« PreviousContinue »
fully in possession of the sentiments of this Government, and will, with his accustomed zeal and precision, bring them so satisfactorily under his Imperial Majesty's consideration, as to leave me no reason to regret Lord Cathcart's absence.
I avail myself, however, with pleasure, of this circumstance, as affording me some excuse for recalling myself to your Excellency's recollection, and in the full confidence that, on this, as on so many other occasions, the counsels of the two States will be unanimous in rendering the proposed work of humanity and civilization consistent and effectual in all its provisions.
I am confident the Emperor will approve of the broad and simple basis given to the treaty. In laying down the maxims of Christianity as to the rule of conduct in Europe between State and State, it would have been unworthy to have assumed a less benevolent principle towards Africa. As the preamble stands, we may defy moral criticism, if our execution shall correspond to the principles we profess.
In strictness, no State carrying on the Slave Trade can or ought to be admitted into a league formed for the suppression of the piratical carrying away human beings, whether white or black, from their friends and country, for the purpose of using them as slaves; but, as this construction of the treaty might impede its own object, I wish you to bring under the Emperor's consideration what it might be reasonable to consider, on the part of Spain and Portugal, as such a satisfaction of the principle laid down in the treaty as might bring those States within this purview, without rendering the alliance nugatory to one of its most essential objects.
I presume his Imperial Majesty will at once feel that, to admit the accession of Powers professing an intention of continuing this traffic during the whole period for which the alliance is to endure, would be rendering the league, upon the face of it, inconsistent with itself; yet such would be nearly the case, if these Powers were to accede, under their declara
tion made at Vienna, of continuing to their subjects the permission to trade in slaves for eight years, to be computed from February, 1815. You will observe, by perusing the Protocols of the deliberations held upon this subject at that time, that the period then fixed by France for final abolition, viz., May, 1819, (five years from the peace of 1814) was declared by the plenipotentiaries of Russia, Austria, Prussia, and Great Britain, to be the utmost period which the respective Sovereigns could possibly be induced to recognize as justifiable or necessary for the trade to endure; and it was in contemplation of this period, as an extreme limit, that they reserved to themselves to exclude from their dominions, upon a principle of moral obligation, the colonial produce of States continuing to trade in slaves beyond that period. I therefore request you will submit to his Imperial Majesty, whether the parties of this alliance, reserving to themselves to bring Spain and Portugal, if possible, to an earlier abolition, should not consider the period above alluded to, viz., May, 1819, as the period sine quá non of abolition, by States desiring to accede to the proposed alliance. The Allies having already pledged themselves to this principle, neither State can either complain or be surprised at this condition. Spain can the less complain, as you will see her Indian Council has advised immediate abolition; and she has offered, within the last three months, to this Government to abolish in three years for a pecuniary consideration. I have said enough to point your attention to the principle upon which this question turns. The Emperor will find all the information necessary for its elucidation in the documents transmitted by Count Lieven. His Imperial Majesty will do the Prince Regent the justice to believe that nothing but a sense of duty would prompt his Royal Highness to press a principle which could by possibility operate as an exclusion of two Courts from the alliance, with whom his Royal High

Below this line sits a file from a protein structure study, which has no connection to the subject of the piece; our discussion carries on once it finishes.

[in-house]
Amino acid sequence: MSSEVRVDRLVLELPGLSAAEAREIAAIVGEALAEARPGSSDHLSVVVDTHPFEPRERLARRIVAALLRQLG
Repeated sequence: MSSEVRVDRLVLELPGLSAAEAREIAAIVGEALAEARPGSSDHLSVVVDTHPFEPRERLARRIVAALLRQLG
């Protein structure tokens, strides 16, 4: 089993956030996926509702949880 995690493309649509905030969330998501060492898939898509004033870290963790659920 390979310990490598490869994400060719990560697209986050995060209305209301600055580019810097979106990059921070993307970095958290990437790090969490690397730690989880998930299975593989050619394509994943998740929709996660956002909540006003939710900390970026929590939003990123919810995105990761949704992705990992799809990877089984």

ness has been so long and so intimately connected: but the Prince Regent feels, as he doubts not the Emperor will feel, a moral obligation not to sacrifice a principle which he has professed in the face of Europe, even to those two; and his Royal Highness doubly feels this duty to be imperative upon him when he is associating himself in an alliance against the States of Africa.
Forgive this intrusion ; present my respectful homage to the Emperor; and believe me, with distinguished regard,
Your Excellency's sincere and faithful servant, C.
Lord Castlereagh to Mr. Hamilton.